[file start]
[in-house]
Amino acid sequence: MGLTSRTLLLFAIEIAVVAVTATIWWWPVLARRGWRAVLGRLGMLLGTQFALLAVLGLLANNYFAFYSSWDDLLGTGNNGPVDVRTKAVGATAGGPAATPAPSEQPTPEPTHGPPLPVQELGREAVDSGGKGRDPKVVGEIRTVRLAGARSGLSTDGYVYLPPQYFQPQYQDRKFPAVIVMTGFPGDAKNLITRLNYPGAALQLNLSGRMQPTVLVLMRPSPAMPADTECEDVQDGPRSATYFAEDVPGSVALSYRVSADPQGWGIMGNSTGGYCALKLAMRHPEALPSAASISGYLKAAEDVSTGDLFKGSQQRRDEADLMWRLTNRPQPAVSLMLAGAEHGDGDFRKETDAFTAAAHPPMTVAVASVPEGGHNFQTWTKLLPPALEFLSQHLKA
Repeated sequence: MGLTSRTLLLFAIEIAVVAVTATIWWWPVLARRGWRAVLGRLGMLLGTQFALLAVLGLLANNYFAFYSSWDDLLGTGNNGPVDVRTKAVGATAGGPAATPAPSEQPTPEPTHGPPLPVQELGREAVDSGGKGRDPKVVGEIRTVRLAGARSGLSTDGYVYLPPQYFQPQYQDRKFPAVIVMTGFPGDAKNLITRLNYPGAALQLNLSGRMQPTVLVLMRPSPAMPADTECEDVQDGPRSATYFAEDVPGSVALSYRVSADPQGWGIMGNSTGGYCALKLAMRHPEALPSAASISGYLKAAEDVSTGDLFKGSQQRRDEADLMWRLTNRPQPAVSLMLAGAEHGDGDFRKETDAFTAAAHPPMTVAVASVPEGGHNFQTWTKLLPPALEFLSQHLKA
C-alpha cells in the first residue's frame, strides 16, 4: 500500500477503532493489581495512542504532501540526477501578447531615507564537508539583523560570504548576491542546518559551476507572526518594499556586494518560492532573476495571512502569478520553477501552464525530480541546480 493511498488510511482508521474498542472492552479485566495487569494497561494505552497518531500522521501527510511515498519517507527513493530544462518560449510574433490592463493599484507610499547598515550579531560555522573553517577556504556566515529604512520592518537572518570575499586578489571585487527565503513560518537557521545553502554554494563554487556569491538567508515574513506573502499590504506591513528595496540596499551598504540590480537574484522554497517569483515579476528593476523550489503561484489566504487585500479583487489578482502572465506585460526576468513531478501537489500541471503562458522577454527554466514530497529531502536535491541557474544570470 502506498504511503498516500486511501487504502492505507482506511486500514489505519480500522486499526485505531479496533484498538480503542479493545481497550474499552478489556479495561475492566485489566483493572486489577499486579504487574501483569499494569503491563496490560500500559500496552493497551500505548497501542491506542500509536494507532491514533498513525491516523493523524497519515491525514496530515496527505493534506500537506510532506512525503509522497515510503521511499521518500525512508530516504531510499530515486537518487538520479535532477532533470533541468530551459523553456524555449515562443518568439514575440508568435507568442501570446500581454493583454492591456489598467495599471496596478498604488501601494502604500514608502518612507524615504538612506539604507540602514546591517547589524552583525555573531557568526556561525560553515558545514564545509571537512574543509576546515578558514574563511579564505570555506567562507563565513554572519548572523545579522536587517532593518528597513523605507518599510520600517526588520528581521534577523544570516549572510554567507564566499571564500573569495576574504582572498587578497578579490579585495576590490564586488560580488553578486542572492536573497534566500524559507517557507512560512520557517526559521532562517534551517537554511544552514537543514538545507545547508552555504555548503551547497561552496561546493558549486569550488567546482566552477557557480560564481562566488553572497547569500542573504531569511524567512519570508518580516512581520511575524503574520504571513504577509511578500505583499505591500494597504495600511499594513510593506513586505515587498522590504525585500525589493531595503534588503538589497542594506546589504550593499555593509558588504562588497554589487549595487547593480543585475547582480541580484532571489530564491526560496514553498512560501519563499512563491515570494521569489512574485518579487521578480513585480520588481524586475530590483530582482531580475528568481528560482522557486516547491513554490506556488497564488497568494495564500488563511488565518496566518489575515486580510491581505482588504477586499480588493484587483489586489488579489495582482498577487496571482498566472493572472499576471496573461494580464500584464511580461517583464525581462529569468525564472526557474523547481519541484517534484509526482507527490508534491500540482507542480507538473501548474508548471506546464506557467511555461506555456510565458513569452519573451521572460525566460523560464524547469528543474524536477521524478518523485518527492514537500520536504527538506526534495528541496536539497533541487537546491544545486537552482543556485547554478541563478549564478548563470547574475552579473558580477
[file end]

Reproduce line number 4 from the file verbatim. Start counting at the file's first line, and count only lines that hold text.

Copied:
C-alpha cells in the first residue's frame, strides 16, 4: 500500500477503532493489581495512542504532501540526477501578447531615507564537508539583523560570504548576491542546518559551476507572526518594499556586494518560492532573476495571512502569478520553477501552464525530480541546480 493511498488510511482508521474498542472492552479485566495487569494497561494505552497518531500522521501527510511515498519517507527513493530544462518560449510574433490592463493599484507610499547598515550579531560555522573553517577556504556566515529604512520592518537572518570575499586578489571585487527565503513560518537557521545553502554554494563554487556569491538567508515574513506573502499590504506591513528595496540596499551598504540590480537574484522554497517569483515579476528593476523550489503561484489566504487585500479583487489578482502572465506585460526576468513531478501537489500541471503562458522577454527554466514530497529531502536535491541557474544570470 502506498504511503498516500486511501487504502492505507482506511486500514489505519480500522486499526485505531479496533484498538480503542479493545481497550474499552478489556479495561475492566485489566483493572486489577499486579504487574501483569499494569503491563496490560500500559500496552493497551500505548497501542491506542500509536494507532491514533498513525491516523493523524497519515491525514496530515496527505493534506500537506510532506512525503509522497515510503521511499521518500525512508530516504531510499530515486537518487538520479535532477532533470533541468530551459523553456524555449515562443518568439514575440508568435507568442501570446500581454493583454492591456489598467495599471496596478498604488501601494502604500514608502518612507524615504538612506539604507540602514546591517547589524552583525555573531557568526556561525560553515558545514564545509571537512574543509576546515578558514574563511579564505570555506567562507563565513554572519548572523545579522536587517532593518528597513523605507518599510520600517526588520528581521534577523544570516549572510554567507564566499571564500573569495576574504582572498587578497578579490579585495576590490564586488560580488553578486542572492536573497534566500524559507517557507512560512520557517526559521532562517534551517537554511544552514537543514538545507545547508552555504555548503551547497561552496561546493558549486569550488567546482566552477557557480560564481562566488553572497547569500542573504531569511524567512519570508518580516512581520511575524503574520504571513504577509511578500505583499505591500494597504495600511499594513510593506513586505515587498522590504525585500525589493531595503534588503538589497542594506546589504550593499555593509558588504562588497554589487549595487547593480543585475547582480541580484532571489530564491526560496514553498512560501519563499512563491515570494521569489512574485518579487521578480513585480520588481524586475530590483530582482531580475528568481528560482522557486516547491513554490506556488497564488497568494495564500488563511488565518496566518489575515486580510491581505482588504477586499480588493484587483489586489488579489495582482498577487496571482498566472493572472499576471496573461494580464500584464511580461517583464525581462529569468525564472526557474523547481519541484517534484509526482507527490508534491500540482507542480507538473501548474508548471506546464506557467511555461506555456510565458513569452519573451521572460525566460523560464524547469528543474524536477521524478518523485518527492514537500520536504527538506526534495528541496536539497533541487537546491544545486537552482543556485547554478541563478549564478548563470547574475552579473558580477